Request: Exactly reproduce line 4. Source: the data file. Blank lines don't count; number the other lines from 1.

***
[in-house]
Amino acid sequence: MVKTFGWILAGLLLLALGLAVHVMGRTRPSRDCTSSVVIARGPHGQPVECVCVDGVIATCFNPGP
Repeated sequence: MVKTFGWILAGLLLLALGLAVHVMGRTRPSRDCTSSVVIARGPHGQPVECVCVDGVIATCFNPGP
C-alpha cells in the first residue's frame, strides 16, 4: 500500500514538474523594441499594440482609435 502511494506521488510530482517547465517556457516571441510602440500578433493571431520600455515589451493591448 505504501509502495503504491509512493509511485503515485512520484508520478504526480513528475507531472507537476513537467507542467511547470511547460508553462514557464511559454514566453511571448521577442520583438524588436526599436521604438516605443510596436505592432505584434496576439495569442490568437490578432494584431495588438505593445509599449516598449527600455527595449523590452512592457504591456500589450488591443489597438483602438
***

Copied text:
C-alpha cells in the first residue's frame, strides 16, 4: 500500500514538474523594441499594440482609435 502511494506521488510530482517547465517556457516571441510602440500578433493571431520600455515589451493591448 505504501509502495503504491509512493509511485503515485512520484508520478504526480513528475507531472507537476513537467507542467511547470511547460508553462514557464511559454514566453511571448521577442520583438524588436526599436521604438516605443510596436505592432505584434496576439495569442490568437490578432494584431495588438505593445509599449516598449527600455527595449523590452512592457504591456500589450488591443489597438483602438